May 4, 2020 – What astronomy highlights can you see in the sky in May 2020? Venus, Sirius and the Milky Way. With so many of us staying home these days, here’s a look into the sky at dusk and dawn with an eye toward the vast stretches of wide open space right above our heads.
The Final “Supermoon” of 2020
The next full Moon will be on Thursday morning, May 7, at 3:45 a.m. PDT. This full Moon is a supermoon — the last of 2020’s four consecutive supermoons.
The term “supermoon” was coined by the astrologer Richard Nolle in 1979 and refers to either a new or full Moon that occurs within 90% of perigee, its closest approach to Earth in a given orbit. Under this definition, in a typical year there can be 3 or 4 full supermoons in a row and (about half a year apart) 3 or 4 new supermoons in a row. In practice, what catches the public’s attention are the full Moons that appear biggest and brightest each year.
For 2020, the four full Moons from February to May meet this 90% threshold, with the full Moons in March and April were nearly tied in size and brightness.
Monday, May 4
On Monday, May 4, the planet Mercury will be passing on the far side of the Sun as seen from the Earth, called superior conjunction. Because Mercury orbits inside of the orbit of Earth, Mercury will be shifting from the morning sky to the evening sky and will begin emerging from the glow of dusk about 30 minutes after sunset on the west-northwestern horizon after May 8, 2020. Mercury will begin appearing above the horizon at the time evening twilight ends after May 16, 2020.
Tuesday, May 5
The Eta-Aquariid meteor shower will peak around the early morning of May 5, 2020, but the light of the nearly full Moon will interfere, as it will not set until after morning twilight begins.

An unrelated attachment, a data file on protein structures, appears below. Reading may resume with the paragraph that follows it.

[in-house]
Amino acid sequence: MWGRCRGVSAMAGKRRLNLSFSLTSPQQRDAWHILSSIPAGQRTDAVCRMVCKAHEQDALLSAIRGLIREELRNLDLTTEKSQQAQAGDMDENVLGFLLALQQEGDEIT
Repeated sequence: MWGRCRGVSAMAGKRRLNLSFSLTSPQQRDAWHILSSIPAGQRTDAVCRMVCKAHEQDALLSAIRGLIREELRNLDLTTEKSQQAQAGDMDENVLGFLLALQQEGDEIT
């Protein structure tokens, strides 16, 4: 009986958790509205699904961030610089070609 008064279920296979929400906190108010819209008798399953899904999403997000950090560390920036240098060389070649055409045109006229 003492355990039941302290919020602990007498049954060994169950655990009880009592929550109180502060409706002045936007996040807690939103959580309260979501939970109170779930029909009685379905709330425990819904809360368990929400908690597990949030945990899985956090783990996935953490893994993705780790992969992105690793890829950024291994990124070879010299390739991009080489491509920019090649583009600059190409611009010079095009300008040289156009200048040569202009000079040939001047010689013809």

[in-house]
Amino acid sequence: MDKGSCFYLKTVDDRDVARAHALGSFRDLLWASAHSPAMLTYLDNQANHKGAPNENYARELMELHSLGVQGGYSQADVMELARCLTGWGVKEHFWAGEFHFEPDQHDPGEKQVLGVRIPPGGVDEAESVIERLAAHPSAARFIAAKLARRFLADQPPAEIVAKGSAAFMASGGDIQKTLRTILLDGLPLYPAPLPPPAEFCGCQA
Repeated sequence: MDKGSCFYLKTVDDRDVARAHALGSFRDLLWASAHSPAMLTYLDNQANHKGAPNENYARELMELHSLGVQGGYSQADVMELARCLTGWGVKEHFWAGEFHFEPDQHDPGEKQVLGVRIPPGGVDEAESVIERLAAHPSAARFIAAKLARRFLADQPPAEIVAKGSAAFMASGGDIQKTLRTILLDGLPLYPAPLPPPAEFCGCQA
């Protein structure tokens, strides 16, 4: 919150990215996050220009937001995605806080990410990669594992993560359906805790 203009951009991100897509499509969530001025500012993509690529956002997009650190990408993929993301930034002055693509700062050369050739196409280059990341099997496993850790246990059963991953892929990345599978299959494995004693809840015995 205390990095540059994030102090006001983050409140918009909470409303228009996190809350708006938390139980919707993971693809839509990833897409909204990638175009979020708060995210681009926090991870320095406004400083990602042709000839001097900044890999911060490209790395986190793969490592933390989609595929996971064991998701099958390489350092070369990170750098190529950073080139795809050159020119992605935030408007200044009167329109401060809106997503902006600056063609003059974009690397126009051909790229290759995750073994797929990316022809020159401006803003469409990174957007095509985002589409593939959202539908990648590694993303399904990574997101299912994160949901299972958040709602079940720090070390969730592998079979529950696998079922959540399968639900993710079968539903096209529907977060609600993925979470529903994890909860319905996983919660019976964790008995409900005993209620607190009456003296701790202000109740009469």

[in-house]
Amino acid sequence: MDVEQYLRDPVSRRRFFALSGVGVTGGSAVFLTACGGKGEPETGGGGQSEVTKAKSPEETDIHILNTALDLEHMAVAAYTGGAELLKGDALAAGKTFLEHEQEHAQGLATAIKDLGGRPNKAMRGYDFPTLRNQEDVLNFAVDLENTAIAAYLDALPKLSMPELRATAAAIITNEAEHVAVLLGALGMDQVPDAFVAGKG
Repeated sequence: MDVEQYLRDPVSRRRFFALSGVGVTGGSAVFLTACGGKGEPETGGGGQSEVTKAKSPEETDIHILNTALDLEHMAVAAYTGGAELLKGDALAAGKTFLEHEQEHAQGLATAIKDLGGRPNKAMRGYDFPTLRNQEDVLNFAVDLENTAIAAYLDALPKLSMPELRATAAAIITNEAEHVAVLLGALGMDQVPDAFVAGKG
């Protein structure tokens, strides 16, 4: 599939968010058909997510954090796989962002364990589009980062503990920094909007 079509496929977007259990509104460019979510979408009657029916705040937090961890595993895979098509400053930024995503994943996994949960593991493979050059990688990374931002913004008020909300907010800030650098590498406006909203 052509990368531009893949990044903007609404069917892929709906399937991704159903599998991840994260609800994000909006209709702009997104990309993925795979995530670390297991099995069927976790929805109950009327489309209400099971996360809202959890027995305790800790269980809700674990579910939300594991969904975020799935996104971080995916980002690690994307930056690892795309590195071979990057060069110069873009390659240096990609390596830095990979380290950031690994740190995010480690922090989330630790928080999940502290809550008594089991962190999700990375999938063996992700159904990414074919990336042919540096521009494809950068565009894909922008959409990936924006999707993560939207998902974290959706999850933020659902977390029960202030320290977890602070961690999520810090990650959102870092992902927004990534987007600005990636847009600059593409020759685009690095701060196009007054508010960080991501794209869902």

Tuesday night, at 8:03 PM PDT, the Moon will be at perigee, its closest to the Earth for this orbit.
Tuesday night into Wednesday morning, May 5 to 6, 2020, the bright star appearing to the lower right of the nearly full Moon will be Spica.
Thursday, May 7
The final “supermoon” of 2020 will be on May 7, 2020.
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Friday, May 8
After about Friday evening, May 8, 2020, the planet Mercury will begin emerging from the glow of dusk on the west-northwestern horizon (depending upon viewing conditions) about 30 minutes after sunset.
Tuesday, May 12
Tuesday morning, May 12, 2020, the planets Jupiter and Saturn will appear to the upper left of the waning gibbous Moon.
Friday, May 15
On Friday morning, May 15, 2020, the planet Mars will appear above the waning crescent Moon.
Saturday, May 23
On Saturday evening, May 23, 2020, if you have a clear view of the horizon toward the west-northwest, you may be able to see the thin waxing crescent Moon below the planets Venus and Mercury.
May 28 & 29
On Thursday evening into early Friday morning, May 28 to 29, 2020, the bright star Regulus will appear to the left of the waxing crescent Moon.